Cato T. Laurencin Co-Leads Historic Report

The Engineering Research Visioning Alliance (ERVA), an initiative of the National Science Foundation, recently published a report identifying research priorities found at the intersection of biology and engineering. The report entitled “8 Impossible Things” boldly presents challenges to humankind that may be solved through engineering combined with biology.

Cato T. Laurencin, M.D., Ph.D., University Professor, Albert and Wilda Van Dusen Distinguished Endowed Professor of Orthopaedic Surgery, and Professor of Biomedical Engineering, Materials Science, and Chemical Engineering at UConn, co-lead the project with Jake Beal, engineering fellow, Raytheon BBN Technologies.

Dr. Cato T. Laurencin is the founder of the field of Regenerative Engineering and the 2022 recipient of the NAACP Spingarn Medal.
“While they are separate disciplines, the convergence of biology and engineering has enormous potential to solve some of our greatest problems,” said Dr. Laurencin at the report’s launch. “Collaboration in research will allow for the scientific community to come together and explore solutions to some of the biggest problems facing our world today.”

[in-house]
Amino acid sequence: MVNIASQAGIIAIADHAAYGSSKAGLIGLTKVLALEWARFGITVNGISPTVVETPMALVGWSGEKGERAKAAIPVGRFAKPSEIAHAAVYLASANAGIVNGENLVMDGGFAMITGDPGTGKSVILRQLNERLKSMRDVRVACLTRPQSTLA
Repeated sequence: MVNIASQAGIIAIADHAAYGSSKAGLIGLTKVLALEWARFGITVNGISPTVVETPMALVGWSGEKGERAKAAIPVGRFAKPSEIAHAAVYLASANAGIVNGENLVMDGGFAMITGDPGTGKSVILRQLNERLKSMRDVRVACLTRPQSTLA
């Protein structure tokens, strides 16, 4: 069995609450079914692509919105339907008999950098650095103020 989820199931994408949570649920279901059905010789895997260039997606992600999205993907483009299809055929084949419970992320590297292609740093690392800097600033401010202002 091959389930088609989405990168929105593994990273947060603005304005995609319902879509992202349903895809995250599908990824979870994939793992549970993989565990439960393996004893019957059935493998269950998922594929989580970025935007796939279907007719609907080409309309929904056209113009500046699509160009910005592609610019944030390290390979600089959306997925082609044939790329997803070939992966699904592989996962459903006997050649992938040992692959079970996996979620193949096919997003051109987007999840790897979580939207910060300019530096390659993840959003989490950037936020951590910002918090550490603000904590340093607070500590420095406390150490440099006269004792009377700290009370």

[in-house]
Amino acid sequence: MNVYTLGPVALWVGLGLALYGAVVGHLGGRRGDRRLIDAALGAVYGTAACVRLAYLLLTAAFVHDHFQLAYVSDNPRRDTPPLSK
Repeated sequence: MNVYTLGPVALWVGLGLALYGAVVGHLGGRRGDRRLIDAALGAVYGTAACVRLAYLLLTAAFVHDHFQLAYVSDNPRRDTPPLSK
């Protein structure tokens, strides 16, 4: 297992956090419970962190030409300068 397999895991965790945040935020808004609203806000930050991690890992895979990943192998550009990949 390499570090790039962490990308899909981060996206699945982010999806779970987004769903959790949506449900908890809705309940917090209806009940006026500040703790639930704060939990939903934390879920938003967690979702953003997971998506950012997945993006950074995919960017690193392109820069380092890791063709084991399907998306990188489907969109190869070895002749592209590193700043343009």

Dr. Laurencin’s background bridges engineering and biology. He received his B.S.E. in chemical engineering from Princeton University, his M.D., Magna Cum Laude from the Harvard Medical School and his Ph.D. in Biochemical Engineering/Biotechnology from M.I.T. He received the Pierre Galletti Award, the highest honor of the American Institute for Medical and Biological Engineering, and the Robert A. Pritzker Distinguished Lecture Award, the premier recognition of the Biomedical Engineering Society.

He is the first surgeon to be elected to the National Academy of Engineering, the National Academy of Medicine, the National Academy of Sciences, and the National Academy of Inventors. He has received the Presidential Faculty Fellow Award from President Bill Clinton, and the National Medal of Technology and Innovation from President Barack Obama for his work bridging engineering and biology in ceremonies at the White House.

The full report and executive summary can be found here: